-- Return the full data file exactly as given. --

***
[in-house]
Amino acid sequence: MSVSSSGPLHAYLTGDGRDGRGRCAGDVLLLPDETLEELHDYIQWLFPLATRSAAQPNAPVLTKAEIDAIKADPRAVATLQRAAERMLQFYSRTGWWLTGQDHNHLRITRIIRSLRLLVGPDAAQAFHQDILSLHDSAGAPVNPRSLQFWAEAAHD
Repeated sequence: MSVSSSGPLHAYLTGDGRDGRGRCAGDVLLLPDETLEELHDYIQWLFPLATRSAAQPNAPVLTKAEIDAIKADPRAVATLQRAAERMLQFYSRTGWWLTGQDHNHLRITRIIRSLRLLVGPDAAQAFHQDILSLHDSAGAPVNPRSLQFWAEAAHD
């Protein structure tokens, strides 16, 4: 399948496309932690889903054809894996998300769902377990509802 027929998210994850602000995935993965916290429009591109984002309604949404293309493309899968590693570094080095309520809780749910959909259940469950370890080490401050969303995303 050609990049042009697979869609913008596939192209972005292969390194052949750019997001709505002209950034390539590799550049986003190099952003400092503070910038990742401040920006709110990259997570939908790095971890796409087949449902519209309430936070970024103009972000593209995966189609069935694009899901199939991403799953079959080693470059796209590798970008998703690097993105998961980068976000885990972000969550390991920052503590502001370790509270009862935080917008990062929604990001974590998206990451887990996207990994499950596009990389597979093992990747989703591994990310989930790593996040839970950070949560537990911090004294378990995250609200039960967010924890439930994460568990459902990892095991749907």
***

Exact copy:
[in-house]
Amino acid sequence: MSVSSSGPLHAYLTGDGRDGRGRCAGDVLLLPDETLEELHDYIQWLFPLATRSAAQPNAPVLTKAEIDAIKADPRAVATLQRAAERMLQFYSRTGWWLTGQDHNHLRITRIIRSLRLLVGPDAAQAFHQDILSLHDSAGAPVNPRSLQFWAEAAHD
Repeated sequence: MSVSSSGPLHAYLTGDGRDGRGRCAGDVLLLPDETLEELHDYIQWLFPLATRSAAQPNAPVLTKAEIDAIKADPRAVATLQRAAERMLQFYSRTGWWLTGQDHNHLRITRIIRSLRLLVGPDAAQAFHQDILSLHDSAGAPVNPRSLQFWAEAAHD
């Protein structure tokens, strides 16, 4: 399948496309932690889903054809894996998300769902377990509802 027929998210994850602000995935993965916290429009591109984002309604949404293309493309899968590693570094080095309520809780749910959909259940469950370890080490401050969303995303 050609990049042009697979869609913008596939192209972005292969390194052949750019997001709505002209950034390539590799550049986003190099952003400092503070910038990742401040920006709110990259997570939908790095971890796409087949449902519209309430936070970024103009972000593209995966189609069935694009899901199939991403799953079959080693470059796209590798970008998703690097993105998961980068976000885990972000969550390991920052503590502001370790509270009862935080917008990062929604990001974590998206990451887990996207990994499950596009990389597979093992990747989703591994990310989930790593996040839970950070949560537990911090004294378990995250609200039960967010924890439930994460568990459902990892095991749907």